It is obvious that, there is a significant relationship between pH values and size of the synthesized β-LG-irinotecan nanoparticle. At pH 5 which is very close to the pI of β-LG , the number of positively-charged side chains is equal to the number of negatively-charged side chains that indicates a balance between various attractive forces (e.g., van der Waals, hydrophobic, and electrostatic interactions between oppositely charged groups) and various repulsive forces (e.g., electrostatic interactions between similarly charged groups) . At pH values lower than the pI (pH 3.5), more basic side chains of amino acids become protonated leading to the protein with net positive charge. Similarly, at pH values higher than the pI (pH 7.5), more acidic side chains become deprotonated with a net negative charge and high repulsive forces between similar charged groups will inhibit interactions between proteins. It can be assumed that β-LG nanovehicle behaves as a pH-responsive release behavior for included drug. The release profiles at pH 7.0 to 7.4 within 24 h clearly indicate that the drug release from nanovehicles was strongly influenced by the pH. As shown in the release results, the burst release is decreased with a decline in pH that demonstrates preservation of the drug in the nanovehicles at low pH. The initial burst release of irinotecan might be due to a rapid release of weakly adsorbed irinotecan onto the nanoparticle’s surface. The more release of drug from β-LG at pH 7.4, which is similar to the intestine pH suggests that this biopolymer may act as suitable nanotransporter which releases anticancer drug in the colorectal section and is able to bypasses stomach acidic environment. Based on the results of FTIR, the peak positions of the amides I and II bands in β-LG IR spectrum shifted slightly due to interaction with irinotecan. In general, FTIR spectroscopy reveals that a partial folding of β-LG structure took place upon interaction with the drug. The molecular docking results demonstrated that the hydrophobic forces are predominating during irinotecan binding to β-LG. We concluded that irinotecan binds to the hydrophobic calyx of β-LG which coincides well with previous investigation .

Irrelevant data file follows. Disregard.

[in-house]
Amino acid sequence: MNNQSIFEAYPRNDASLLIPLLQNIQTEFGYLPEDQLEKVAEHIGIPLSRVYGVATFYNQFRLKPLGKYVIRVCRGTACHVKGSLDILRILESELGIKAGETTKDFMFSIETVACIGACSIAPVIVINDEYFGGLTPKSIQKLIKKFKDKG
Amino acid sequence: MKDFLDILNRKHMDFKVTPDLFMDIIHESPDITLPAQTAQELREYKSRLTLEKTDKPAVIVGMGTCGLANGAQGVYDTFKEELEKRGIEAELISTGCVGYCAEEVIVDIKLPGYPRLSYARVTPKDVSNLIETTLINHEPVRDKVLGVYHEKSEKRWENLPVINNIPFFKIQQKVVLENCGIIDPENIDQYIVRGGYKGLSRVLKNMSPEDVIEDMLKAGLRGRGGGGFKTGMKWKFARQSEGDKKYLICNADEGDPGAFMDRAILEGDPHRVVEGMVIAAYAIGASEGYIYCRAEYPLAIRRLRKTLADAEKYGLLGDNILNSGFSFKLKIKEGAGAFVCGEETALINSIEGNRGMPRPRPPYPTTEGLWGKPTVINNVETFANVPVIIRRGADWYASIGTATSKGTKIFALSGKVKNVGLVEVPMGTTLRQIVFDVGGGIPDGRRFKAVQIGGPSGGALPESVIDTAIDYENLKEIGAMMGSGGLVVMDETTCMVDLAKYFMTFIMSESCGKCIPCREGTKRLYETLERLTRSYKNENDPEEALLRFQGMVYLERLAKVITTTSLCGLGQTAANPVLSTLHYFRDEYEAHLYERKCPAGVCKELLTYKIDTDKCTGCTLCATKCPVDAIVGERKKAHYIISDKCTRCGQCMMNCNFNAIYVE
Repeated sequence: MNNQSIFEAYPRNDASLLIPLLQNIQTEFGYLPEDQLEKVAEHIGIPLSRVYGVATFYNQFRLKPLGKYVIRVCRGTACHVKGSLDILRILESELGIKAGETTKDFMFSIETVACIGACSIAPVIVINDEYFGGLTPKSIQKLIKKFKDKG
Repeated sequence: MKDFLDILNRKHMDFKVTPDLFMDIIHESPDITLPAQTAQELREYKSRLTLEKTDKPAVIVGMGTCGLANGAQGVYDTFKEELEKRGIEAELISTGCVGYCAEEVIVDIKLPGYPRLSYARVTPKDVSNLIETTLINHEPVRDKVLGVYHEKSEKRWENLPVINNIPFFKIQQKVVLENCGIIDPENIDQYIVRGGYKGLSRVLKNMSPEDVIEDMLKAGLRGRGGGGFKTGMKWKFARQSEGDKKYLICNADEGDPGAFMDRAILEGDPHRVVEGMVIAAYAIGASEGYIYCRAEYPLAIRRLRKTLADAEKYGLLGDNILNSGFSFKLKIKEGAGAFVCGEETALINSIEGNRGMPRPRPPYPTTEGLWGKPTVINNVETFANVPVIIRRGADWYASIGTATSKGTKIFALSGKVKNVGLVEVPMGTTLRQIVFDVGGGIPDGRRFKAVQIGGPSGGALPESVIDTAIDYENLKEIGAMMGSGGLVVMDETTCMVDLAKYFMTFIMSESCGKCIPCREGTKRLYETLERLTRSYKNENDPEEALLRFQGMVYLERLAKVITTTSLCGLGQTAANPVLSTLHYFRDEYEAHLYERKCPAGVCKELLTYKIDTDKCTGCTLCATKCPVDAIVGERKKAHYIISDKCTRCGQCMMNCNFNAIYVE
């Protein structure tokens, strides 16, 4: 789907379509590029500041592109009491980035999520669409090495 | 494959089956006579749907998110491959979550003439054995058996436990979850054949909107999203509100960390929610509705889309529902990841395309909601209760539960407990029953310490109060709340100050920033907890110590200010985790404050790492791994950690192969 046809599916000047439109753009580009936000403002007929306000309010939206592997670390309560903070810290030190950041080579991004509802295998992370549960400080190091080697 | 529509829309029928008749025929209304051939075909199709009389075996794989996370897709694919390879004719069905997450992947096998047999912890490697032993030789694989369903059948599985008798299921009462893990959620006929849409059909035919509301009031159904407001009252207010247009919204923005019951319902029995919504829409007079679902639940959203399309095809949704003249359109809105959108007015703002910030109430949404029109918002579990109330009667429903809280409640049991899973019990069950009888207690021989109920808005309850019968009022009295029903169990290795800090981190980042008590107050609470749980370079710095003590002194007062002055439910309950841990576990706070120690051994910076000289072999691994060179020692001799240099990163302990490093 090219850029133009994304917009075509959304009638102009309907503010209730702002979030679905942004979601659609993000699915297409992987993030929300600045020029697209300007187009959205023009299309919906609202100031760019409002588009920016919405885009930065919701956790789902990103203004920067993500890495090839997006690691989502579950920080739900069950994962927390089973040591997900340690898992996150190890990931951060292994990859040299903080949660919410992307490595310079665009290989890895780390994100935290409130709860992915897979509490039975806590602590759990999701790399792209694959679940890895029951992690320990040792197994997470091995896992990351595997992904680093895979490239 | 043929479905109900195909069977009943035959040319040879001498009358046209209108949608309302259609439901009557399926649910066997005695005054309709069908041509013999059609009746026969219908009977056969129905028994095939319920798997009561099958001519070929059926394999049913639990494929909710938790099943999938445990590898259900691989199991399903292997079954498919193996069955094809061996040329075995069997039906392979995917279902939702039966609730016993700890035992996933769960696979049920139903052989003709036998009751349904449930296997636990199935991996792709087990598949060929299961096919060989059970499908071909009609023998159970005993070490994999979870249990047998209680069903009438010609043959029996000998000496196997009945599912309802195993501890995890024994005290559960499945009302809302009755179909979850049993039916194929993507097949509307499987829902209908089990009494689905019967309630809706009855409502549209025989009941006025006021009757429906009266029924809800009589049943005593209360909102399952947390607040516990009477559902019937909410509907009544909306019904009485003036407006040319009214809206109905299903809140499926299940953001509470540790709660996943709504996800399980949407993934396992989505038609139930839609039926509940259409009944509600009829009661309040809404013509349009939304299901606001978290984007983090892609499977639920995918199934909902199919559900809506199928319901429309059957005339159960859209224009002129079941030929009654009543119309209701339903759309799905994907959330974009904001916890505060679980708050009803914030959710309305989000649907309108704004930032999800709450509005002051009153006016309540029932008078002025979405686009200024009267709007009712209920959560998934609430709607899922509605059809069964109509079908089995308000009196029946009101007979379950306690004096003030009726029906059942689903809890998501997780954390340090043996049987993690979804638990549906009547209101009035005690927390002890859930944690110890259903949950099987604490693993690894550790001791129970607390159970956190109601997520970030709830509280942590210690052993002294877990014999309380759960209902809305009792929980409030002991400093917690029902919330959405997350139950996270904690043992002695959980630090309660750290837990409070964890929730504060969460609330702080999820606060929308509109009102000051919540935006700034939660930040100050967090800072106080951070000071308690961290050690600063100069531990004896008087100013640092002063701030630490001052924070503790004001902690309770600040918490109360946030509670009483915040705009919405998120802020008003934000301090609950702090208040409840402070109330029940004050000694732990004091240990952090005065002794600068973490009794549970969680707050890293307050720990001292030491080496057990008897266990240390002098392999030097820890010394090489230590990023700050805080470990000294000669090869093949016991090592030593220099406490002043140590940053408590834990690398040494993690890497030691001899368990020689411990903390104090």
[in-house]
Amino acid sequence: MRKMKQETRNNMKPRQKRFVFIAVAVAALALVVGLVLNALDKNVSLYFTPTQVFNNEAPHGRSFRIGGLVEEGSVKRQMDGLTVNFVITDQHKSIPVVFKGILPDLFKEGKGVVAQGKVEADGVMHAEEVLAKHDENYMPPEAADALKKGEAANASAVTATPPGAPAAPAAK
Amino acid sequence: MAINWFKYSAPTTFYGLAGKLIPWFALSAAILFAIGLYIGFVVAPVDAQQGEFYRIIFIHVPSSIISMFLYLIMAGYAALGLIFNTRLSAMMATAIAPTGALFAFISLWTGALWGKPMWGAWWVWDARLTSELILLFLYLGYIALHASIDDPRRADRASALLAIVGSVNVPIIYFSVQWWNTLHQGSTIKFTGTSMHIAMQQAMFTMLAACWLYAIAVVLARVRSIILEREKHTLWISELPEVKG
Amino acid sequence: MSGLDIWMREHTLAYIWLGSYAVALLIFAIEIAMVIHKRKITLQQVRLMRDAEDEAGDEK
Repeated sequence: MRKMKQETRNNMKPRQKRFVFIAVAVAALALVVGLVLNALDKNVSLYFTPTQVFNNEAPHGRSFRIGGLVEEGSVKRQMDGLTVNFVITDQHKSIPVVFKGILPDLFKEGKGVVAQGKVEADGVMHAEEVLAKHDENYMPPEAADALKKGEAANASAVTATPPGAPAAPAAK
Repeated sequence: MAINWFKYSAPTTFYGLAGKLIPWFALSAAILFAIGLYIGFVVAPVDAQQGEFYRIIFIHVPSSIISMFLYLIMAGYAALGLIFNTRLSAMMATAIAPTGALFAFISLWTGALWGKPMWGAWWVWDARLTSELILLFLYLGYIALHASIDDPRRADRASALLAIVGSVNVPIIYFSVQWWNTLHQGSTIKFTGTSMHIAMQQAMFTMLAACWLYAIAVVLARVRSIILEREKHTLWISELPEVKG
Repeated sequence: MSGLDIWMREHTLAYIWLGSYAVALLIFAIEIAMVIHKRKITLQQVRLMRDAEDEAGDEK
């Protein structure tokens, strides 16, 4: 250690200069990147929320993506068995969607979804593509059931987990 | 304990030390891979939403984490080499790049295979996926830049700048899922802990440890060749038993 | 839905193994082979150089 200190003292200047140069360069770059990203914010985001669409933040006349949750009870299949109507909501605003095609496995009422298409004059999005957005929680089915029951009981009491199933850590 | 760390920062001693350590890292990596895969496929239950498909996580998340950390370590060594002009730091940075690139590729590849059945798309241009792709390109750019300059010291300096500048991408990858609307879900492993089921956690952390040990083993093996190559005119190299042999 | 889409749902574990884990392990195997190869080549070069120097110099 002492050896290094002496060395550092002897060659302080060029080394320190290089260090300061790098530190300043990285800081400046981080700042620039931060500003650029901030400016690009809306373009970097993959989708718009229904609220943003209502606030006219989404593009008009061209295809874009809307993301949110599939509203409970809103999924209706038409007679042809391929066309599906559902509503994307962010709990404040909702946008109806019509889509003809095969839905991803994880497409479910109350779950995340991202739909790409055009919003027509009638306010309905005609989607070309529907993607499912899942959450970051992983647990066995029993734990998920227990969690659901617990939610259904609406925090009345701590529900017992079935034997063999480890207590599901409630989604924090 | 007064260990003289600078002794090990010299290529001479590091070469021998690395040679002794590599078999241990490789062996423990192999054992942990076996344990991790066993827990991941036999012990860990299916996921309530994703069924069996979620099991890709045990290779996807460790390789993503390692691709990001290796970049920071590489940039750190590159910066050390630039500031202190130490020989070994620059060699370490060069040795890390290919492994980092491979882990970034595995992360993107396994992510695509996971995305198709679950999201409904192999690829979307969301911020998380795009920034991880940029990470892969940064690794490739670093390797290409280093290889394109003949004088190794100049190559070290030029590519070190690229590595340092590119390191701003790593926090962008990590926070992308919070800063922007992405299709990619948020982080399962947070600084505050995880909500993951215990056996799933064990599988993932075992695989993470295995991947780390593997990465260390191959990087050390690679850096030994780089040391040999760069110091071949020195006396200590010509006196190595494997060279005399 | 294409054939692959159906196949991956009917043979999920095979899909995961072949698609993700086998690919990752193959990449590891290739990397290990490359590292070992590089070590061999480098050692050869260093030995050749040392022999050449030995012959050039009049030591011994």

The new synthesized β-LG-irinotecan nanoparticle has higher cytotoxic effects compared to irinotecan in both cancer cell lines. It can be predicted that the active lactone form of drug was maintained inside the nano-carriers, therefore, we observed more inhibitory effect of nanoparticles against the free drug. Based on these findings, nanoparticles were able to transport more drugs into the cells achieving a lower cell viability and greater cytotoxicity compared to free drug after 24 h.
The average IC50 values of irinotecan in the formulation for two cell lines showed that irinotecan as the complex pose much more cytotoxicity in AGS cells rather than free drug (i.e. IC50 value of 7.83 ± 1.34 μg/mL in irinotecan-β-LG complex compared to IC50 values of 17.84 ± 1.03 μg/mL for free drug form, respectively, P< 0.01). In HT29 cell line; there is no significant difference between two forms of drug (i.e. IC50 value of 19.45 ± 4.60 μg/mL and 21.64 ± 5.83 μg/mL for in irinotecan-β-LG complex and free drug form, respectively.
| Conclusion|| |
In this paper, it was verified that irinotecan loaded on β-LG nanocarrier can be utilized in colorectal cancer treatment using the physical inclusion method. The results obtained from the DLS measurements have shown that at pH 7.5, nanoparticles have the smallest size. The in vitro release studies shows that the β-LG nanocarrier containing the drug are significantly pH sensitive and at pH 7.5, which is the pH level for the stimulated terminal fluid, the nanocarrier showed maximum release. Our result suggests that this new synthesized nanoparticle can induce cytotoxic effects on cancerous cell lines, thus it has effectively inhibiting tumor progression potential compared to free form of anticancer drug.
| Acknowledgments|| |
This work was financially supported (Grant No. 94048) by Vice Chancellor of Research and Technology Center, Kermanshah University of Medical Sciences, Kermanshah, I.R. Iran.
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[Figure 1], [Figure 2], [Figure 3], [Figure 4], [Figure 5], [Figure 6], [Figure 7], [Figure 8]
[Table 1], [Table 2], [Table 3]